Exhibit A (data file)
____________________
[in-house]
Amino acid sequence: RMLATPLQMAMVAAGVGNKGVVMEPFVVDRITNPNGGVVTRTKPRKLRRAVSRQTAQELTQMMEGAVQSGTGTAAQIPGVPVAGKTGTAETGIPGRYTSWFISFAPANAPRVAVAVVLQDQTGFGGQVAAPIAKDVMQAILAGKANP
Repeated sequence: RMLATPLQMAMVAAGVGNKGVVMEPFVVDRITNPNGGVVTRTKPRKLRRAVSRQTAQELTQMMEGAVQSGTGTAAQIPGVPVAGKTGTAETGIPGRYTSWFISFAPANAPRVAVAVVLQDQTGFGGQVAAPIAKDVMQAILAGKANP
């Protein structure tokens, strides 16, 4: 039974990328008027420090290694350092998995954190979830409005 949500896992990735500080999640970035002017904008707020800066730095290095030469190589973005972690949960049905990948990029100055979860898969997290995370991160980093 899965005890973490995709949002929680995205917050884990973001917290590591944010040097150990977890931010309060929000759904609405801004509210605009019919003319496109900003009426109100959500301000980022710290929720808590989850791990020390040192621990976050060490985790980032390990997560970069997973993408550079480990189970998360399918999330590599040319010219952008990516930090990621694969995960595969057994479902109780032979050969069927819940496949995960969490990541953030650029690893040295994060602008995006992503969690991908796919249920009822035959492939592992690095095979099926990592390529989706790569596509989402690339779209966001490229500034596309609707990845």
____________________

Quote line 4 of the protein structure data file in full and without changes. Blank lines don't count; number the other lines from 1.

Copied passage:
């Protein structure tokens, strides 16, 4: 039974990328008027420090290694350092998995954190979830409005 949500896992990735500080999640970035002017904008707020800066730095290095030469190589973005972690949960049905990948990029100055979860898969997290995370991160980093 899965005890973490995709949002929680995205917050884990973001917290590591944010040097150990977890931010309060929000759904609405801004509210605009019919003319496109900003009426109100959500301000980022710290929720808590989850791990020390040192621990976050060490985790980032390990997560970069997973993408550079480990189970998360399918999330590599040319010219952008990516930090990621694969995960595969057994479902109780032979050969069927819940496949995960969490990541953030650029690893040295994060602008995006992503969690991908796919249920009822035959492939592992690095095979099926990592390529989706790569596509989402690339779209966001490229500034596309609707990845």